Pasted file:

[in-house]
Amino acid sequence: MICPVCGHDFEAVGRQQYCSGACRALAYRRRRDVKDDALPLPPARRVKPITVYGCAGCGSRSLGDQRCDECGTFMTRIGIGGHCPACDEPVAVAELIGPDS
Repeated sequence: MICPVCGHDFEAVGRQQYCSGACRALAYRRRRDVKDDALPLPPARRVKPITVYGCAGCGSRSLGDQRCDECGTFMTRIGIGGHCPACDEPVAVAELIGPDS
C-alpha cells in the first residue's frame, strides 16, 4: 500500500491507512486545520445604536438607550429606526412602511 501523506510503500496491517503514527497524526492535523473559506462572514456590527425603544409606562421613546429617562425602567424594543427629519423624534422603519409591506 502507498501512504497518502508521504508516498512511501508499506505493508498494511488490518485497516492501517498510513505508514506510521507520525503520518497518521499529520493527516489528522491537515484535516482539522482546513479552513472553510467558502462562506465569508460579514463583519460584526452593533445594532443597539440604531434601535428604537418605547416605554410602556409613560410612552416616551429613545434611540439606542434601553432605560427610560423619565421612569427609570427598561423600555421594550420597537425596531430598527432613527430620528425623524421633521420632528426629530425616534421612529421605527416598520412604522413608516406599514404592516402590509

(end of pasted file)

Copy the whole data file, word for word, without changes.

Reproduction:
[in-house]
Amino acid sequence: MICPVCGHDFEAVGRQQYCSGACRALAYRRRRDVKDDALPLPPARRVKPITVYGCAGCGSRSLGDQRCDECGTFMTRIGIGGHCPACDEPVAVAELIGPDS
Repeated sequence: MICPVCGHDFEAVGRQQYCSGACRALAYRRRRDVKDDALPLPPARRVKPITVYGCAGCGSRSLGDQRCDECGTFMTRIGIGGHCPACDEPVAVAELIGPDS
C-alpha cells in the first residue's frame, strides 16, 4: 500500500491507512486545520445604536438607550429606526412602511 501523506510503500496491517503514527497524526492535523473559506462572514456590527425603544409606562421613546429617562425602567424594543427629519423624534422603519409591506 502507498501512504497518502508521504508516498512511501508499506505493508498494511488490518485497516492501517498510513505508514506510521507520525503520518497518521499529520493527516489528522491537515484535516482539522482546513479552513472553510467558502462562506465569508460579514463583519460584526452593533445594532443597539440604531434601535428604537418605547416605554410602556409613560410612552416616551429613545434611540439606542434601553432605560427610560423619565421612569427609570427598561423600555421594550420597537425596531430598527432613527430620528425623524421633521420632528426629530425616534421612529421605527416598520412604522413608516406599514404592516402590509